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Iran Oil Waivers: How Buyers Are Lining Up After U.S. Exemptions

CommoditiesNov 06, 2018 10:00AM ET
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© Bloomberg. Gas flares burn from pipes aboard an offshore oil platform in the Persian Gulf's Salman Oil Field, operated by the National Iranian Offshore Oil Co., near Lavan island, Iran. Photographer: Ali Mohammadi/Bloomberg

(Bloomberg) -- Armed with waivers to keep importing Iranian oil without running afoul of U.S. sanctions, some of the Islamic Republic’s top customers are preparing to buy.

The exemptions mean at least some supplies from OPEC’s third-biggest producer will keep flowing into international markets, after Iran’s exports plunged by almost 40 percent since April -- the month before Washington announced the curbs.

Almost all major buyers of Iran’s oil had negotiated with the U.S. for the waivers, arguing that cutting purchases to zero would affect their energy industries and boost fuel costs. U.S. Secretary of State Michael Pompeo has defended the exemptions and said the Trump administration’s campaign to pressure Iran has already reduced exports by over 1 million barrels a day and they’ll continue to shrink.

A summary of plans by some of Iran’s biggest oil customers and what they may buy under the waivers is set out below. This story will be updated as new information becomes available. The exemptions have been granted for 180 days, and will be reviewed toward the end of the period.

South Korea

  • Waiver: Up to 200,000 barrels a day of condensate
  • Purchases before sanctions: 300,000 barrels a day (condensate) in 2017

While the Asian country was the third-biggest importer of Iranian oil, it was the first major buyer to cut purchases to zero as the U.S. prepared to impose sanctions. It’s now allowed to buy as much as 200,000 barrels a day, though actual imports may not be that high.

Purchases must be limited to cargoes of condensate, a type of ultra-light oil that’s critical for South Korea because many of the nation’s plants are geared to process it. The country bought about 300,000 barrels a day of South Pars condensate from Iran in 2017.

The government is said to be in discussion with companies to decide how to split the import volume. They’ll maintain a won-based payment system with Iran, making deposits into local escrow accounts in Industrial Bank of Korea and Woori Bank. The money won’t directly go to Iran, which can only use it to buy food, medicine or other non-sanctioned goods from its customers.

India

  • Waiver: Up to 300,000 b/d
  • Purchases before sanctions: 560,000 b/d in Jan.-Oct. 2018

The South Asian nation was one of the most vocal negotiators for an exemption from the U.S., as the government faced protests over rising fuel costs before national elections next year.Under the exemptions, it will be allowed to import as much as 300,000 barrels a day. That’s under Iran’s average daily exports to the nation of about 560,000 barrels this year, and almost 450,000 barrels in 2017, shipping data compiled by Bloomberg show.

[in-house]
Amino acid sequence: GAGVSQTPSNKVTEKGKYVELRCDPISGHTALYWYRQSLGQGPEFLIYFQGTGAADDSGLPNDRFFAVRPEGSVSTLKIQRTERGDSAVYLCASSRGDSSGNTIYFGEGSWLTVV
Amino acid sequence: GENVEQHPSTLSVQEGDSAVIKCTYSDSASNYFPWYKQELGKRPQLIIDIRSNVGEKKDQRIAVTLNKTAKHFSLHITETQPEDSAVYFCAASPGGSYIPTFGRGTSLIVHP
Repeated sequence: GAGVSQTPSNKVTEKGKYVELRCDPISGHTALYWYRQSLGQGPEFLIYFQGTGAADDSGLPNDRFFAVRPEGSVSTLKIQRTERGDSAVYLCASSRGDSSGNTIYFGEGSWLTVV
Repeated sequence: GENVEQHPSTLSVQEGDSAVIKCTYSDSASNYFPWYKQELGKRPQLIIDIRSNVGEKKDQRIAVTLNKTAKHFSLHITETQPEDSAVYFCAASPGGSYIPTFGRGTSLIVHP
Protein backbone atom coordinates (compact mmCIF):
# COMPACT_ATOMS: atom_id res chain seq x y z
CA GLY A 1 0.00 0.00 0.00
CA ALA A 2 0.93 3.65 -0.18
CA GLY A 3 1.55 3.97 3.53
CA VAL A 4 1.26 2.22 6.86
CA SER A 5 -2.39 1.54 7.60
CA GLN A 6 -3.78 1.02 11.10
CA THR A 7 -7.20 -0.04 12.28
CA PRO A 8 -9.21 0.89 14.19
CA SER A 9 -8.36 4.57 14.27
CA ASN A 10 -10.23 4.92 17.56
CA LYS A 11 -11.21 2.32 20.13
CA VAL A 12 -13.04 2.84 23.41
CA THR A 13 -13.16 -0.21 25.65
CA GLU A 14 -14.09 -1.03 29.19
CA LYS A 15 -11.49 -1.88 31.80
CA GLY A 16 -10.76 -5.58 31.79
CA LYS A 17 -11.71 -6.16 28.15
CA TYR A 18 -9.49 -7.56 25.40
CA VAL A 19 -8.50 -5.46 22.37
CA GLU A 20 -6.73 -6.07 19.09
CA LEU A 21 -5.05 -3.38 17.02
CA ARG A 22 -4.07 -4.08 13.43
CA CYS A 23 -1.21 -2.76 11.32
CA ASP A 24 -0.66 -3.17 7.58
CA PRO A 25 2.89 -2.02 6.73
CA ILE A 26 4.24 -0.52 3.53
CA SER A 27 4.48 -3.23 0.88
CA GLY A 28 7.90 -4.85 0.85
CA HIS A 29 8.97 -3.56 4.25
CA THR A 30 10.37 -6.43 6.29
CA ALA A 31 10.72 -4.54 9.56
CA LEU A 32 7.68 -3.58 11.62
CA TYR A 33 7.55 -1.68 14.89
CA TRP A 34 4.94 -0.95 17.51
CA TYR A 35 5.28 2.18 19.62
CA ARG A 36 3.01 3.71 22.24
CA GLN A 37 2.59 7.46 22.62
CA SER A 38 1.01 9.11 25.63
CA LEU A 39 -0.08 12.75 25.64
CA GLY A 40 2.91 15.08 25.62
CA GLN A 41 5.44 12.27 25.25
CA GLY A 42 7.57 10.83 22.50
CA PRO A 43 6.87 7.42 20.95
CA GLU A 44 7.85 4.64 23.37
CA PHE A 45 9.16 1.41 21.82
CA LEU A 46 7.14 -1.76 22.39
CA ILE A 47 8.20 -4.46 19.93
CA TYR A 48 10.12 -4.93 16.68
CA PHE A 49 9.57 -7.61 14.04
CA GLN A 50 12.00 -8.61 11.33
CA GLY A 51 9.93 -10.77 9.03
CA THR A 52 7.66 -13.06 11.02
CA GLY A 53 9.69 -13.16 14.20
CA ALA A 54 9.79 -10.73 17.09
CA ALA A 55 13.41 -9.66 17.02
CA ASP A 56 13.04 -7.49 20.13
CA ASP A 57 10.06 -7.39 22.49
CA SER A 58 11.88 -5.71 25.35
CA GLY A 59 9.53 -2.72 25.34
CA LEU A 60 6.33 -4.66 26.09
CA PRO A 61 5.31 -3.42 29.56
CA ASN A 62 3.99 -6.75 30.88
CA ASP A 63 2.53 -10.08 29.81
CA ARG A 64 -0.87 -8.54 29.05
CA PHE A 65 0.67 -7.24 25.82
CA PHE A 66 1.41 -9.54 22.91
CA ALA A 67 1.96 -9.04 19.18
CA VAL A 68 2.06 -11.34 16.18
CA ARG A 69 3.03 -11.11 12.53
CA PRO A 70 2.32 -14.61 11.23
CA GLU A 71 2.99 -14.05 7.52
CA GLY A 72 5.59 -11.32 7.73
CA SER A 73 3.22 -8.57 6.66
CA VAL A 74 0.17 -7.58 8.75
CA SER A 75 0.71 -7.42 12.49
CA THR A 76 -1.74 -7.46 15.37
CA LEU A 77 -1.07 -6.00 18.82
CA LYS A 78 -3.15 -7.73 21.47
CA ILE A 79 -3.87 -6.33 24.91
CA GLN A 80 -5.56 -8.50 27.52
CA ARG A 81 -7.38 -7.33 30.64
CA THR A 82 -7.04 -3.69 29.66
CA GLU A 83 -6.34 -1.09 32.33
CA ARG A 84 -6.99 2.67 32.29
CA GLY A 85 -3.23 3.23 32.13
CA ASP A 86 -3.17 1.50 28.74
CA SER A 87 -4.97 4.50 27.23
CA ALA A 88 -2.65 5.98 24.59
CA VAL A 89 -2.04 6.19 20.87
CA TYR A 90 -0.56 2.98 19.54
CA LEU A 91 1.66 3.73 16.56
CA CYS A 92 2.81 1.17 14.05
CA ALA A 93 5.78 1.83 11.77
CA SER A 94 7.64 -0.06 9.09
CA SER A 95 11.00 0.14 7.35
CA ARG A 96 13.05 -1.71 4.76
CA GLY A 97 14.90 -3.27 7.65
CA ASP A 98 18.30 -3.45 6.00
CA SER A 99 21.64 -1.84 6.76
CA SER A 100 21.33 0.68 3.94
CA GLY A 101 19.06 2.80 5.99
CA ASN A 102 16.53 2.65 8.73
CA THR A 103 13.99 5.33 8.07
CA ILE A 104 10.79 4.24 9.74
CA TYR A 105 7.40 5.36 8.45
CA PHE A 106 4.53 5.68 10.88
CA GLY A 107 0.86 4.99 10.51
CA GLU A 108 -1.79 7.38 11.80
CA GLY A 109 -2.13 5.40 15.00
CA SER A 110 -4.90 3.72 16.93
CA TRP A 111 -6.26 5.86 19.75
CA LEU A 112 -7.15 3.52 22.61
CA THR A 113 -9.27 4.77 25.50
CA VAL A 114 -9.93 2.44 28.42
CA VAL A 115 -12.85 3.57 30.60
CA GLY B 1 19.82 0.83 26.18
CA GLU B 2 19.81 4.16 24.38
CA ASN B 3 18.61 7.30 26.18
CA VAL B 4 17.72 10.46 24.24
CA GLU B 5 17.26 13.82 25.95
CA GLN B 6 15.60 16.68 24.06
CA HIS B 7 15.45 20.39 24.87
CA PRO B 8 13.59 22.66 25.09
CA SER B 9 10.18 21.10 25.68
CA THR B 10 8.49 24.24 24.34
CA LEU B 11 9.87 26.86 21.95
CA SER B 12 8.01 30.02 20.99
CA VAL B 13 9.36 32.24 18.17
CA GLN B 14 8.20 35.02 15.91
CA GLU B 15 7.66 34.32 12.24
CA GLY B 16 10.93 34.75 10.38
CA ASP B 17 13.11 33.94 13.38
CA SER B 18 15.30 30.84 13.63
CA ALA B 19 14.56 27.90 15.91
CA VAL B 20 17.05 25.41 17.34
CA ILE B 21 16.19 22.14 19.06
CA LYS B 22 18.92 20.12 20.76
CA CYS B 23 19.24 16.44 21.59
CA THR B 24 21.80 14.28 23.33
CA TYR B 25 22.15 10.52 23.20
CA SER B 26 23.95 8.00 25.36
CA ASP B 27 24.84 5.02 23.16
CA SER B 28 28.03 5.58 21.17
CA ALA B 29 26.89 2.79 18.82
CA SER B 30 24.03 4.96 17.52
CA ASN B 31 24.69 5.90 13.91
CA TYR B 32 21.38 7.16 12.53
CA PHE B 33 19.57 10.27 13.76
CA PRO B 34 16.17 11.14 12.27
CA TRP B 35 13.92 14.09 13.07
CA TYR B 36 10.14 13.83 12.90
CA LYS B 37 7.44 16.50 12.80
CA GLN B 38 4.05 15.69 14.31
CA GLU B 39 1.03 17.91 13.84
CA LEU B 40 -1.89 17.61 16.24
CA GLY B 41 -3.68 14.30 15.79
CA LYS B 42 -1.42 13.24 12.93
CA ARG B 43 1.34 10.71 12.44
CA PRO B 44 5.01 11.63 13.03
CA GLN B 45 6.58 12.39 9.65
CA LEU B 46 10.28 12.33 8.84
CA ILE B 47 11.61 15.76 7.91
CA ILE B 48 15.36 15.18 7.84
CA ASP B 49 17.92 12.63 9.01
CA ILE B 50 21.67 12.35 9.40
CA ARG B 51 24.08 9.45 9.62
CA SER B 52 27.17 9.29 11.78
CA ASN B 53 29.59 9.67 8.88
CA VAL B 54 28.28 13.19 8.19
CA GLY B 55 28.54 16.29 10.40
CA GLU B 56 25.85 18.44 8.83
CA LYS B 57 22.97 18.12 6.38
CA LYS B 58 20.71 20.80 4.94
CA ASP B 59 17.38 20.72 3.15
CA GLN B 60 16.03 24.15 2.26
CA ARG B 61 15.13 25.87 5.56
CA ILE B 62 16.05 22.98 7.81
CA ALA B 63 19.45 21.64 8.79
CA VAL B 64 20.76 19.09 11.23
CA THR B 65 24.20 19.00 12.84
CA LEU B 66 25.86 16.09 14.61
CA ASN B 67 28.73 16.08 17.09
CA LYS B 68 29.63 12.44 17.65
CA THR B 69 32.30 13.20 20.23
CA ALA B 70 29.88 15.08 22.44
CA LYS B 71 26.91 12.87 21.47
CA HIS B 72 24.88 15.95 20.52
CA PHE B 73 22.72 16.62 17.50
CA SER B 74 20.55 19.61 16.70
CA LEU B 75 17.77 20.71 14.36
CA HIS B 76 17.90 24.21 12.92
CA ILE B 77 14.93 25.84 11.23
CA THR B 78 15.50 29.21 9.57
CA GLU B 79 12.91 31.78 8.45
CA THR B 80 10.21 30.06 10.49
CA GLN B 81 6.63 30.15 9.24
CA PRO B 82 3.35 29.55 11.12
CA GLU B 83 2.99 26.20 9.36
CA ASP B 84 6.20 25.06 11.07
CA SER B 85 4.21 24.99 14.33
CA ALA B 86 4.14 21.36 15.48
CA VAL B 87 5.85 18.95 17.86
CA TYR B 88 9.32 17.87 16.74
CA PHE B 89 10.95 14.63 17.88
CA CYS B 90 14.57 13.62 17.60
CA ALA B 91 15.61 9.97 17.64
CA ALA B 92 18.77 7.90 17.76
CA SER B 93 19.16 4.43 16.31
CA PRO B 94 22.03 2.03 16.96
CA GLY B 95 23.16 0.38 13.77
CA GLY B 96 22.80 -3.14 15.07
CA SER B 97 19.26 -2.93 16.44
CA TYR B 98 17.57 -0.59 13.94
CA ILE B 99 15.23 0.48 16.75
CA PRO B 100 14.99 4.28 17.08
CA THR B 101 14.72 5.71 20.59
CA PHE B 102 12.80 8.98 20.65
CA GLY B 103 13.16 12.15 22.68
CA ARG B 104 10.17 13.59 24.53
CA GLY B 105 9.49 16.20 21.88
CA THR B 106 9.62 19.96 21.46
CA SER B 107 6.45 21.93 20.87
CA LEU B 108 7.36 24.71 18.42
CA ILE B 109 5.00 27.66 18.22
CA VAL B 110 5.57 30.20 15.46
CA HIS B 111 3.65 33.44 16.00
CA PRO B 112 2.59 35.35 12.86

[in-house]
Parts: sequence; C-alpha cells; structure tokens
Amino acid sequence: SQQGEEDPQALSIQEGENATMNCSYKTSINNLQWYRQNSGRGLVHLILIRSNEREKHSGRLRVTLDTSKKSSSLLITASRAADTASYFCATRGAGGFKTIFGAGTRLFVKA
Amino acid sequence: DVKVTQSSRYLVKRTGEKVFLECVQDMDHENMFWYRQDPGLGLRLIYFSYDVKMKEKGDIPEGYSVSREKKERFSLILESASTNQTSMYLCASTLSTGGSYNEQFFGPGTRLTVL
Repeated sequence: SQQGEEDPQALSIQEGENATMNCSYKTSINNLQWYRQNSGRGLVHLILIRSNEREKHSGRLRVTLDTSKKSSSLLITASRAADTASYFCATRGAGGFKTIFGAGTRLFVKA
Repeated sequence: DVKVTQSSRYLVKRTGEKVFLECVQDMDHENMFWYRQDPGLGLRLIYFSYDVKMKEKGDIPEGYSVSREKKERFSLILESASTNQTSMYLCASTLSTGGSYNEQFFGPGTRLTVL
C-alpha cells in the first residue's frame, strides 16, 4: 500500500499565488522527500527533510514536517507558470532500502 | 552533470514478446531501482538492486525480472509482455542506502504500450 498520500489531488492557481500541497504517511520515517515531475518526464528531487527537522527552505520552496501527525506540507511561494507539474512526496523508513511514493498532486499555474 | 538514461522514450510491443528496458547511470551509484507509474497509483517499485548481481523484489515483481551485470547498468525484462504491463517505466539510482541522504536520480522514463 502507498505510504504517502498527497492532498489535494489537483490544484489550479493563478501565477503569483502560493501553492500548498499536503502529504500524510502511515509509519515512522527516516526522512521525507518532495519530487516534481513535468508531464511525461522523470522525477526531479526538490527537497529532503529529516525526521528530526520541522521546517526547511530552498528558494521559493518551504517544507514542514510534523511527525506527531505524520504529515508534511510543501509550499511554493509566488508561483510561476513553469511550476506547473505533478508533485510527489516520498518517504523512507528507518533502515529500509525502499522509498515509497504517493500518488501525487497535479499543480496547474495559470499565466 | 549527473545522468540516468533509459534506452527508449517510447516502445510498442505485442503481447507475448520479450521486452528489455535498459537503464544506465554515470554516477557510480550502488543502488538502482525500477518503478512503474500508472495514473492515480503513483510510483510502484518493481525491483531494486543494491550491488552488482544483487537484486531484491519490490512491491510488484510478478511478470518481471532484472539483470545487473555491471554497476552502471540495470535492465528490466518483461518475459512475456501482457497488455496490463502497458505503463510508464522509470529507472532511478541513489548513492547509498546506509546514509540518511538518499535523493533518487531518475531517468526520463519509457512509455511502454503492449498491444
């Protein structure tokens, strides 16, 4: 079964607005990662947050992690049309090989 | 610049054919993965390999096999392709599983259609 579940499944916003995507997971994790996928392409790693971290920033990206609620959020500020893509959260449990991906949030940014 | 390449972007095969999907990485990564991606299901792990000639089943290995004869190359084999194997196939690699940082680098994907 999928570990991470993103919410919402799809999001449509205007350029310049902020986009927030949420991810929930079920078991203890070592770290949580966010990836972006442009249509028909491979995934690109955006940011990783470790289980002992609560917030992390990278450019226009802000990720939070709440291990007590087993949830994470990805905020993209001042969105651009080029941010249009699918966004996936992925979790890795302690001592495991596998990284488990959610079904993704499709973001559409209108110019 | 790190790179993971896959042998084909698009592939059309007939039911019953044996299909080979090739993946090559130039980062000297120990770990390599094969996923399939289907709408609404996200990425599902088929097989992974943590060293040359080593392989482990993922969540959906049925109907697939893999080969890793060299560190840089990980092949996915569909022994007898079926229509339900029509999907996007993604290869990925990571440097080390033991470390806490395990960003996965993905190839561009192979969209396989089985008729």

Indian refiners are expected to buy about 9 million barrels of oil for loading in November from Iran. They too will make payments into a local escrow account for the crude supply.

China

  • Waiver: 360,000 b/d
  • Purchases before sanctions: 658,000 b/d in Jan.-Sept. 2018

The biggest buyer of Iran’s crude is allowed to import 360,000 barrels a day under the exemptions, according to people with knowledge of the matter. That doesn’t include oil produced by projects in the Islamic Republic in which Chinese companies have equity.

While China had bought about 658,000 barrels a day over the first nine months of this year, the government was said to have told at least two state oil companies to avoid purchasing the producer’s oil before the sanctions went into effect. That decision preceded an upcoming meeting between President Xi Jinping and U.S. counterpart Donald Trump and coincided with flaring trade tensions between the countries. Chinese ship owners had also stopped hauling Iranian oil.

Japan

  • Waiver: TBC
  • Purchases before sanctions: About 160,000 b/d in Jan.-Sept. 2018

The nation’s refiners are likely to restart imports of Iranian oil now that it’s one of the eight recipients of exemptions, Minister of Economy, Trade and Industry Hiroshige Seko told reporters on Tuesday.

JXTG Holdings Inc., the country’s biggest refiner, echoed that view, saying it may resume purchases from the Persian Gulf state. However, the company didn’t elaborate on how much it could buy. Japanese processors halted purchases of Iranian crude in October under U.S. pressure.

Japan cut shipments in order to get the waiver, Finance Minister Taro Aso said on Tuesday.

Taiwan

  • Waiver: TBC
  • Purchases before sanctions: About 16,000 b/d in Jan.-Aug. 2018

The chairman of Formosa Petrochemical Corp., Taiwan’s only publicly traded oil refiner, didn’t seem in too much of a rush to buy Iranian oil even though the island got a waiver.

“We don’t dare to sign any more contracts to buy Iranian crude oil after President Trump’s threat,” Chen Bao-lang said on Tuesday. “But it’s not an issue for us, whether Taiwan got an exemption or not. It’s very easy to find alternatives.”

Taiwan has been weaning itself off the Islamic Republic’s crude for the past 10 years. In 2003, Iran’s share of imports peaked at around 18 percent. So far this year, the Persian Gulf state made up just under 2 percent.

Iran Oil Waivers: How Buyers Are Lining Up After U.S. Exemptions
 

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